Conditions are even nastier in southern Utah, Arizona and New Mexico. Flagstaff, Arizona, saw one of its worst winters on record, picking up just 38 inches of snow for the season, a fraction of the 101.7 inches it averages. Taos Ski Area in New Mexico saw 78 inches of snow, significantly less than the 300 inches it would see in an average year. Albuquerque already has water restrictions in place this summer.
Recent rains have helped in the Denver area and northern parts of the state. Year-to-date precipitation in Denver is around three-quarters of an inch below average, which is a deficit, but not a huge one. On the eastern plains, Akron has seen more than double its typical May rainfall, helping ease some of the worst drought conditions in Colorado’s breadbasket. Reservoir levels are above average, and a wet June could help ease drought conditions.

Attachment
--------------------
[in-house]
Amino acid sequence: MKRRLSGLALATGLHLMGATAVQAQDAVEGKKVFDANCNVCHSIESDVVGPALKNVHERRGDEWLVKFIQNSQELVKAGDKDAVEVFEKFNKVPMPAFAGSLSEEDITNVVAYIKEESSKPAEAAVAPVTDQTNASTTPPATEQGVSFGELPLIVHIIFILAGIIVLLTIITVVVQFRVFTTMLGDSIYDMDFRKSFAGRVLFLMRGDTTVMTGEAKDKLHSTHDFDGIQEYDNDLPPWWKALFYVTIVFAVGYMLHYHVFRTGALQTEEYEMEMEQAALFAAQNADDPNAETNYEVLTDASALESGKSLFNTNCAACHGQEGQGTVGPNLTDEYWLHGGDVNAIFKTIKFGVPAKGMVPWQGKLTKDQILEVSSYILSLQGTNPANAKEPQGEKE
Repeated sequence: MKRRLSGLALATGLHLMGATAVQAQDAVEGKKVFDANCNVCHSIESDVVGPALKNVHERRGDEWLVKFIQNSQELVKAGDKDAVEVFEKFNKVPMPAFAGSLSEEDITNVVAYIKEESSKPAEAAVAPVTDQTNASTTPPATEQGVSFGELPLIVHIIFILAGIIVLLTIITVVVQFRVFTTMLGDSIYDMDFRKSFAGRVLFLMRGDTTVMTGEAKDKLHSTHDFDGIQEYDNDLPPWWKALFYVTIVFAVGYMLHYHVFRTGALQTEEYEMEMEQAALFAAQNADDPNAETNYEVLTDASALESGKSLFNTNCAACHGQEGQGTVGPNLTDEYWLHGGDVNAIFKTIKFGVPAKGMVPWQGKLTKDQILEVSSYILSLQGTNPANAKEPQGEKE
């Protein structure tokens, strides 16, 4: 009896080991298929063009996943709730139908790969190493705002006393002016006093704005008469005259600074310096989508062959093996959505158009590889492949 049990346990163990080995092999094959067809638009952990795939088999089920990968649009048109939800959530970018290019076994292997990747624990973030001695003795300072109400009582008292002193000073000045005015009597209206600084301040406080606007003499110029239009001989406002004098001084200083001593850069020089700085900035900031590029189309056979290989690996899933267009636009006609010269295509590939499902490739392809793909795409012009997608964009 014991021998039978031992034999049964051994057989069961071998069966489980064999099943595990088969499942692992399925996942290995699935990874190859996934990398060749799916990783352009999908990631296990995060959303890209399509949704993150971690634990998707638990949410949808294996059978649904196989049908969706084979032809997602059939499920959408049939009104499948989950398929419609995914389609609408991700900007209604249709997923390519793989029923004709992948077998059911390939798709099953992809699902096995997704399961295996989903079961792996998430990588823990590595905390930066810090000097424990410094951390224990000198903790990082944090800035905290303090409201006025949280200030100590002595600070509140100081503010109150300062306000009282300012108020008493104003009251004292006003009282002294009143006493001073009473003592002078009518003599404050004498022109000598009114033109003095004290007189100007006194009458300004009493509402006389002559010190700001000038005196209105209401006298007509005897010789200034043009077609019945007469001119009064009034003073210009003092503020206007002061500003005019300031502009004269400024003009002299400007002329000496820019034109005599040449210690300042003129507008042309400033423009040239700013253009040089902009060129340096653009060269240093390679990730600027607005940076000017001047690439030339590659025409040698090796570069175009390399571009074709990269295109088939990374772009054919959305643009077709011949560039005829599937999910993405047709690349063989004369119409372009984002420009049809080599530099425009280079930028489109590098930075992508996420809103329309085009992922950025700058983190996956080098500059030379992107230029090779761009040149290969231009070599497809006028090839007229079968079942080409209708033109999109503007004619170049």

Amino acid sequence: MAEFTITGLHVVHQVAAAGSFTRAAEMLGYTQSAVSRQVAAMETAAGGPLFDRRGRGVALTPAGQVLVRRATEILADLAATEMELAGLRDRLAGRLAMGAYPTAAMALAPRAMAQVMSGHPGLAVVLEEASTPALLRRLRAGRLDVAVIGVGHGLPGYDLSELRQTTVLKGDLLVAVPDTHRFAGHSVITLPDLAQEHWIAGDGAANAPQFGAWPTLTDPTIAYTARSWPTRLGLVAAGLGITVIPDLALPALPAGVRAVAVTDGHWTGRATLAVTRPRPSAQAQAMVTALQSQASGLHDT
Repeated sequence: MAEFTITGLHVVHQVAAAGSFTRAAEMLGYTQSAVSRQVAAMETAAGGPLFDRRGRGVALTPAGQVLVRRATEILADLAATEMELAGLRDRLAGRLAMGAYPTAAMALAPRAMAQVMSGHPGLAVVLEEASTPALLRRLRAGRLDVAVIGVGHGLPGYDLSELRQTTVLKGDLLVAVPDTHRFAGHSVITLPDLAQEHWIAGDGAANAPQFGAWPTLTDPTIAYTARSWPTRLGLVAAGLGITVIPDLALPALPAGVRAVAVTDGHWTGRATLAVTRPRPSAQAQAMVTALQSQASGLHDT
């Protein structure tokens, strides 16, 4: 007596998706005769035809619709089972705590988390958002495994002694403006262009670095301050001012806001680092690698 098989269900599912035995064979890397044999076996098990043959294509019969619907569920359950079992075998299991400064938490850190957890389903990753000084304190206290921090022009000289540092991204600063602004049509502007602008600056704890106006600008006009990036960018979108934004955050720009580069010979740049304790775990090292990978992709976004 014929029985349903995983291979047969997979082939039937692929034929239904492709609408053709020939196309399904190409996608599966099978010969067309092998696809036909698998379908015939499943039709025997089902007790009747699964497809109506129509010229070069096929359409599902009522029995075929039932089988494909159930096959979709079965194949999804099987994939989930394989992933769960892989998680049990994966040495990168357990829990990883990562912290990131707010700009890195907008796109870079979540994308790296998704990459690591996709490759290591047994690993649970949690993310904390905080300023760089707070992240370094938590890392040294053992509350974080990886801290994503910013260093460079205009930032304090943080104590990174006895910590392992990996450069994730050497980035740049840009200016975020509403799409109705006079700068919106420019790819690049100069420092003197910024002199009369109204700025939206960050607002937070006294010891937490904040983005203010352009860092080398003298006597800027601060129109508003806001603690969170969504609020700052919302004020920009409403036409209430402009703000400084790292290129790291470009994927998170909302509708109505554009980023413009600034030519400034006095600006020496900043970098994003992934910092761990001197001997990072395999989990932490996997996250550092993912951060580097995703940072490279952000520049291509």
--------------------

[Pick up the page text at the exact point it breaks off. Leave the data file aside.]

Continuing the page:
The California-Nevada Drought Early Warning System (CA-NV DEWS) May 2018 Drought & Climate Outlook Webinar is part of a series of regular drought and climate outlook webinars designed to provide stakeholders and other interested parties in the region with timely information on current drought status and impacts, as well as a preview of current and developing climatic events (i.e. El Niño and La Niña). The webinar took place at 11 a.m. PT, Tuesday May 29, 2018.
The U.S. Department of Agriculture announced Tuesday that farm operations in areas eligible for the Farm Service Agency emergency loans have until January 2019 to apply for loans to help cover losses related to the drought.
Since April, La Plata County has been listed in an “exceptional drought” – the most intense category of drought according to the U.S. Drought Monitor.